Crud, I knew I messed up that sentence. It should say, “on more than a few occasions, I’ve needed to be able to check whether the kind of (A) is itself kind of the kind of (B). That is, to be able to traverse the inheritance tree as needed.”

Note that if this were possible, I’d probably use this space to complain about something different. :slight_smile:

I’m sorry, I don’t think I’m following. How would doing so help in this instance?

I’m largely unfamiliar with I6, so I’d prefer not use it at all. If it allows me to sidestep having to declare a kind’s name twice when creating a kind, however (assuming we used gravel’s method to give the root kind the property kind_name), I’d be prepared to erect a small temple dedicated to I6 inclusions.

Yeah. It’s certainly a workable solution, and it was more or less the solution remaining. Laziness may have played some small part in why I chose not to do it, but mostly, it was for the reason I gave zarf above: namely that repetition of data is something I need to avoid. My ADHD means keeping track of scattered details is a nontrivial task, so I want to avoid cluttering the code with redundant constructions as much as I can.

Yeah. I don’t have ADHD, and I find this sort of stuff difficult to keep track of, especially when I step away for more than a day. Remembering to give new kinds appropriate labels upon creation is a huge pain, and I tend to really, really like to make kinds of things. It would make total sense if this were a feature rolled into Inform - even if most authors don’t use it (and I think they might if they could), it would be a godsend to all those marvelous extensions that deal with extra text and grouping and pronouns and whatnot.

Does the following not work? (Untested of course.)

To decide whether (X - a value) is sibling to (Y - a value): no.
To decide whether (X - a value of kind K) is sibling to (Y - K): yes.

Oh, that is elegant. Thank you. It certainly provides a large part of the needed functionality. Testing the phrase, I find it returns true for any two items that either derive from the exact same kind or when one of them is derived from a subkind of the first. Do you know if there’s a way to check if two items are exclusively siblings?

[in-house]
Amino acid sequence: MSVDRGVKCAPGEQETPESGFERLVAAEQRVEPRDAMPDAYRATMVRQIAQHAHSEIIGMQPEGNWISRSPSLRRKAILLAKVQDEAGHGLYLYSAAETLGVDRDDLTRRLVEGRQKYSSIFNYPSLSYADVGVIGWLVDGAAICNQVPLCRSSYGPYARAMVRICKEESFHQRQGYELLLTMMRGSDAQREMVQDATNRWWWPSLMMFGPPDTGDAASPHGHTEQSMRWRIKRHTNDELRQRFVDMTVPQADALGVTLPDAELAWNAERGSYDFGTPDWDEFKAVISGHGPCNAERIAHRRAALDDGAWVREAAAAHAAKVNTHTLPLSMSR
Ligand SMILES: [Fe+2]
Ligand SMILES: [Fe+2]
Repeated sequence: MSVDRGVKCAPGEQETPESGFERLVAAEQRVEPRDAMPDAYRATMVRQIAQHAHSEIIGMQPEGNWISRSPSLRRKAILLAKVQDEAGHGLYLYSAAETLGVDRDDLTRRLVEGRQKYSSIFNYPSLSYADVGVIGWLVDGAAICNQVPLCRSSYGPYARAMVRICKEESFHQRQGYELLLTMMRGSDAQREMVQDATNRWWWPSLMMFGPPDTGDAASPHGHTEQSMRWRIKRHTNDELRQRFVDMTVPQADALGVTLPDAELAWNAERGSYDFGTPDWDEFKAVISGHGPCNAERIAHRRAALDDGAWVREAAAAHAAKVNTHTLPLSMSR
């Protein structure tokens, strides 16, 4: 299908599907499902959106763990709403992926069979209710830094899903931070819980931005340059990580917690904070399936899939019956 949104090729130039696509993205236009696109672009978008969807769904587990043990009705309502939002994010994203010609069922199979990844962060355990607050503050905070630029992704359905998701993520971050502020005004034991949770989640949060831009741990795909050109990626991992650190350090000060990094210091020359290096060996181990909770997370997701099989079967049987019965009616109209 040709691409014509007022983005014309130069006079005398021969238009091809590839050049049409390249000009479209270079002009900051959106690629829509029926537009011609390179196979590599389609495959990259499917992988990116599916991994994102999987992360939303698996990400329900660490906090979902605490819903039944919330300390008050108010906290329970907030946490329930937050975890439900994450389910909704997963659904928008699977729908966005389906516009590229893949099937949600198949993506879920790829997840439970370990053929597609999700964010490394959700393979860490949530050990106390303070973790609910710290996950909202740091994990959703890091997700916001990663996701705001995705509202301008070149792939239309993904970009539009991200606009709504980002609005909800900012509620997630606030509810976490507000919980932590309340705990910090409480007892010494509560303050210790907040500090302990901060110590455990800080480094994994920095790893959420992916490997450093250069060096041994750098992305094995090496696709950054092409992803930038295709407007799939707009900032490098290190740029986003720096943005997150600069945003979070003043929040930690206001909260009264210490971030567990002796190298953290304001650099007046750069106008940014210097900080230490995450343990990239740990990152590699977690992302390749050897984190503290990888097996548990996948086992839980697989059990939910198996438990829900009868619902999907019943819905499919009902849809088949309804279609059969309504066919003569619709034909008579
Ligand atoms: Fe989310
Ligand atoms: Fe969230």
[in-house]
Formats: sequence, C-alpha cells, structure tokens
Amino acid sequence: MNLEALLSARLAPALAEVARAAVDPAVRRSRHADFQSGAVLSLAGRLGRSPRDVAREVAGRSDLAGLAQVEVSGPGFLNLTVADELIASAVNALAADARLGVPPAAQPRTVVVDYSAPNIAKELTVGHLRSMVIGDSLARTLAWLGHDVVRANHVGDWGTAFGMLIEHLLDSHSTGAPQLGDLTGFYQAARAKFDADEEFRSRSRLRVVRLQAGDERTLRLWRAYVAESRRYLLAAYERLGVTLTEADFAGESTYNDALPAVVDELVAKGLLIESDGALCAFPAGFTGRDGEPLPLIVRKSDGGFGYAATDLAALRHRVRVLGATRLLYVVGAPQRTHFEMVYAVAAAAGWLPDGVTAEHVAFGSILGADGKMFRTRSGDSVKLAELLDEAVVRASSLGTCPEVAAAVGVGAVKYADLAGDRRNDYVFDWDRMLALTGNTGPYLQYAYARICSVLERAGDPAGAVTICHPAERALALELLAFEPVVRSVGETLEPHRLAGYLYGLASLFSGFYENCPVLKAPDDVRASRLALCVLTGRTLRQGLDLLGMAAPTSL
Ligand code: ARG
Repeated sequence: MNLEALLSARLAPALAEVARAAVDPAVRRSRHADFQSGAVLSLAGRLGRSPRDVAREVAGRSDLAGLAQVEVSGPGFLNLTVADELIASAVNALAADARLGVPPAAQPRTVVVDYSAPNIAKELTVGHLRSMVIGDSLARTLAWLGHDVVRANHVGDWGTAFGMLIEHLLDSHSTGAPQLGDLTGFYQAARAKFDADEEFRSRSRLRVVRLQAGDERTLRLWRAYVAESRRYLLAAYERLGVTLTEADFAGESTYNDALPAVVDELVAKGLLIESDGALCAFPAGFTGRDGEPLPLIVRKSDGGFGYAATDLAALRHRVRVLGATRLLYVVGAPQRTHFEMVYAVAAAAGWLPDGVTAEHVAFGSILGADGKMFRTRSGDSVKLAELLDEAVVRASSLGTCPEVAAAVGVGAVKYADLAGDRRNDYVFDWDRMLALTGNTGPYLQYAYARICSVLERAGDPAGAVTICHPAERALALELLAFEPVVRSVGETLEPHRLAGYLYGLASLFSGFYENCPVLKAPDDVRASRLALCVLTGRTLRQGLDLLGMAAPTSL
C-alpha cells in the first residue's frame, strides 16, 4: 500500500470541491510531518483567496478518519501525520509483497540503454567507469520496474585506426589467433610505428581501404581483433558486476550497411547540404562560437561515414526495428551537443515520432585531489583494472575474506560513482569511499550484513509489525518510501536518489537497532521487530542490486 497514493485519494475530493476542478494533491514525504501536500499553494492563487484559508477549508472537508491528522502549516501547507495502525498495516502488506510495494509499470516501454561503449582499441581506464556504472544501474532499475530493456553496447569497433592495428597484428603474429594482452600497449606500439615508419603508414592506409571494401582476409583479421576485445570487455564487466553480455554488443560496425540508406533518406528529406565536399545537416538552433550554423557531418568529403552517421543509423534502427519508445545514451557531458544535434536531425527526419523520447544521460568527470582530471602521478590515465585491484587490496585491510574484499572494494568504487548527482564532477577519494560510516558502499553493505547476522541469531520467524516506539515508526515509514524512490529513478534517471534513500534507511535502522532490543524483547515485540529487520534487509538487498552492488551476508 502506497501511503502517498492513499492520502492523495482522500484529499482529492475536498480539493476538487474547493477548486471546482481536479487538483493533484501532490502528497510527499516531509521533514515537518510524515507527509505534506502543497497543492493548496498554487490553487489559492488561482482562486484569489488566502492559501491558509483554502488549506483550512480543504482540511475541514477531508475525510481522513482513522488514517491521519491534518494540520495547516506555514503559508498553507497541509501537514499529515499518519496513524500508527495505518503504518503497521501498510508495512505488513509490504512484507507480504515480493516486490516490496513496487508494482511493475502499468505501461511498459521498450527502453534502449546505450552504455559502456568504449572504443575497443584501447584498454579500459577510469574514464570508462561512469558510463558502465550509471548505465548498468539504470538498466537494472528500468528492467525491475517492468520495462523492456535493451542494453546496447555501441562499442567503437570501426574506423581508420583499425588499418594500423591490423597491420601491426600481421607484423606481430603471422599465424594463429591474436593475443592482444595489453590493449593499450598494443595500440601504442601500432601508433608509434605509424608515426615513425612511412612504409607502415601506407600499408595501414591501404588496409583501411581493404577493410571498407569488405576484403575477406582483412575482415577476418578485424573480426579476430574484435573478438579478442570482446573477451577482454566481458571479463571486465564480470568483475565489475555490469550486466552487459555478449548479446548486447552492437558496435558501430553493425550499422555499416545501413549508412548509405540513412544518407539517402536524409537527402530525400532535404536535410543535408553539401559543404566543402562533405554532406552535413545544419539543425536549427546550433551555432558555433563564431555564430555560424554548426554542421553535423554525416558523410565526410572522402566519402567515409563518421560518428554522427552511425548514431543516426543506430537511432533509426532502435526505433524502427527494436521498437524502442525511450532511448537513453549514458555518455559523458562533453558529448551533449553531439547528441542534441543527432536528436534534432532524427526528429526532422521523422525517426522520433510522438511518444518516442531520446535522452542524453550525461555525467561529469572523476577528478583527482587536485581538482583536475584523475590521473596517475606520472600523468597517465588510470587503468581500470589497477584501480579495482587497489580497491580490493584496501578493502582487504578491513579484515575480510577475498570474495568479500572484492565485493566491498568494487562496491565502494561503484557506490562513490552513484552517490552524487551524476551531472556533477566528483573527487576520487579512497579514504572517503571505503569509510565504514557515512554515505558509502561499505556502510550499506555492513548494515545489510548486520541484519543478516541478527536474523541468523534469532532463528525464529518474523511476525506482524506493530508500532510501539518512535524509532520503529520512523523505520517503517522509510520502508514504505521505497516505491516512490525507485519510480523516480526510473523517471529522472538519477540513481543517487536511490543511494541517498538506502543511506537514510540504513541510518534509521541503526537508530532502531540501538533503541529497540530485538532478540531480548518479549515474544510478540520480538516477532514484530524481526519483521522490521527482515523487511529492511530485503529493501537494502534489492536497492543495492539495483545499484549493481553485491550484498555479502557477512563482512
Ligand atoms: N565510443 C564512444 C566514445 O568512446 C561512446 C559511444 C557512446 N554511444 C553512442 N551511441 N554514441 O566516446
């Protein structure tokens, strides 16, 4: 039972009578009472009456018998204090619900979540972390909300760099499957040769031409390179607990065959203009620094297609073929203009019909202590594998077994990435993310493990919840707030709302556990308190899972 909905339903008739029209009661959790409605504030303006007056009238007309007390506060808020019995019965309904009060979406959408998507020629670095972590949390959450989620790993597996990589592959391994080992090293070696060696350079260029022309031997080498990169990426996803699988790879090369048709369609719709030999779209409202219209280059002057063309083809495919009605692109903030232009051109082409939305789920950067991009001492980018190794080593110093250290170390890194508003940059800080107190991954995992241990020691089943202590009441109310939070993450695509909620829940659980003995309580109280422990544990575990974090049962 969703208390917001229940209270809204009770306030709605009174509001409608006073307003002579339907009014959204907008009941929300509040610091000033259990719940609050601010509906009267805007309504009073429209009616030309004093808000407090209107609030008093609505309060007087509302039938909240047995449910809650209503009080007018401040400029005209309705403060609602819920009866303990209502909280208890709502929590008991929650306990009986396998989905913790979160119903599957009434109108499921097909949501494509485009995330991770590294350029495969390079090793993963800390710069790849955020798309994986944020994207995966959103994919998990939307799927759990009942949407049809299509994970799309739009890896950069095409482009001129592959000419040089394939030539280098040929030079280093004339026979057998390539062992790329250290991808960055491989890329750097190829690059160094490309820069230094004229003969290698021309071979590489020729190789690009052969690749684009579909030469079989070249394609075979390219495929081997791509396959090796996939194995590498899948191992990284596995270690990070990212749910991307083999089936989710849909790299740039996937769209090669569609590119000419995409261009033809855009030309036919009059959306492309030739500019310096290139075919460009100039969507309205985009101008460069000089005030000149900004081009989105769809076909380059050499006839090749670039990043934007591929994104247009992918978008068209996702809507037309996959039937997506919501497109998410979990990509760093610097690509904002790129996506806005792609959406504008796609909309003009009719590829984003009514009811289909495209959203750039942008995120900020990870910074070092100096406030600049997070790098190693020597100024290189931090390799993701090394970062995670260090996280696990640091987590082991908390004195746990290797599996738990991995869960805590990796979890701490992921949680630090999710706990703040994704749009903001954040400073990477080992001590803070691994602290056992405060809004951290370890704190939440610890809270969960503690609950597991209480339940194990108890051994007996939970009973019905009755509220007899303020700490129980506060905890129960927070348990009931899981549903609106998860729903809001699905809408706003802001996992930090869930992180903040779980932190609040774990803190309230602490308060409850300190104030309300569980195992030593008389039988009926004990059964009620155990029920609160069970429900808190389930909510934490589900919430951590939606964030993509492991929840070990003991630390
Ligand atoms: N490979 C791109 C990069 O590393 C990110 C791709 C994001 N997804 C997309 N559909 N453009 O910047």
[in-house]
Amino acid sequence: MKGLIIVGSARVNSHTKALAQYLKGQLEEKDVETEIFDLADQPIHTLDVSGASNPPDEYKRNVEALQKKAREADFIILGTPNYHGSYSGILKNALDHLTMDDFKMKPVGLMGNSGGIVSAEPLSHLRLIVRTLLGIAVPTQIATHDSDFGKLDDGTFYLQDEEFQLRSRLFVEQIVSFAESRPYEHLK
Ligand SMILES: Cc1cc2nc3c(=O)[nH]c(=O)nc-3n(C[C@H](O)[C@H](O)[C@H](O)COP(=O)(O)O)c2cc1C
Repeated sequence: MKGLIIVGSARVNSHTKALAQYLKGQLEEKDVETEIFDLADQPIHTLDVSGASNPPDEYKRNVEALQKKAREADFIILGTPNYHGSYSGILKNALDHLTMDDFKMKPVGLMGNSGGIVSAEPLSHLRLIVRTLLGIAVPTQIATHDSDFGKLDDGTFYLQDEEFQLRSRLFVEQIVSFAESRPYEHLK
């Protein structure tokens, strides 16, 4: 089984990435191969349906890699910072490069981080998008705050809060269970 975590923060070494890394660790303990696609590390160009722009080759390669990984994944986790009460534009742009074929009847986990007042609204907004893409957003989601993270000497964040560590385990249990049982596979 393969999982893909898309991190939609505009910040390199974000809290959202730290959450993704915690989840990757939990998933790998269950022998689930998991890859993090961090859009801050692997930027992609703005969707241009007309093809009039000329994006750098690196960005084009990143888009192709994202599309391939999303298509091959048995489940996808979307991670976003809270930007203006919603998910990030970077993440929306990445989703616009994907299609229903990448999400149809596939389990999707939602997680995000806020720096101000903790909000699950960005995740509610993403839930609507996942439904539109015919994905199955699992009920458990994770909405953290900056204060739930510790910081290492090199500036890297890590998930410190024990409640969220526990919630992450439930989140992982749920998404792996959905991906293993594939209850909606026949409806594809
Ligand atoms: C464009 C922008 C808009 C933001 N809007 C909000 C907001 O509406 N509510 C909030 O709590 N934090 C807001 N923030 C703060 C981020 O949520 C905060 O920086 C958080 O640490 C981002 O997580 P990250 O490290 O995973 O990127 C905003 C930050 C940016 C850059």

As an aside, I will admit that these value of kind K phrases are difficult for me to grasp. That recent addition to the manual felt pretty opaque and separate from the manual as a whole; to me, it read more like a brief summary of previously explained concepts.

Never mind, found it. I was just being sloppy.

To decide whether (X - a value) is sibling to (Y - a value): no.
To decide whether (X - a value of kind K) is sibling to (Y - a value of kind M): if K is M, yes; no.

EDIT again: apparently, this is not a workable solution. It only seems to work up to a point; as long as the items are statically defined it works just fine, but use them as variables and it either returns yes when it shouldn’t or, as in the case of this example, crashes at runtime.

To decide whether (X - a value) is sibling to (Y - a value): no.
To decide whether (X - a value of kind K) is sibling to (Y - a value of kind M): if M is K, yes; no.

A garment is a kind of thing. A tunic and some trousers are kinds of garment. The jersey is a tunic. John is wearing the pants and the jersey. 

Instead of jumping: 
	let X be the pants;
	let Y be the jersey;
	if X is sibling to Y, say "Eureka."

The Errea is a room. John is a man in the Errea.

Test me with "jump".

That K & M thing should work. I’m going to report it as a bug. Or even if it’s not supposed to work, the runtime error about an inability to repeat through things is off-base.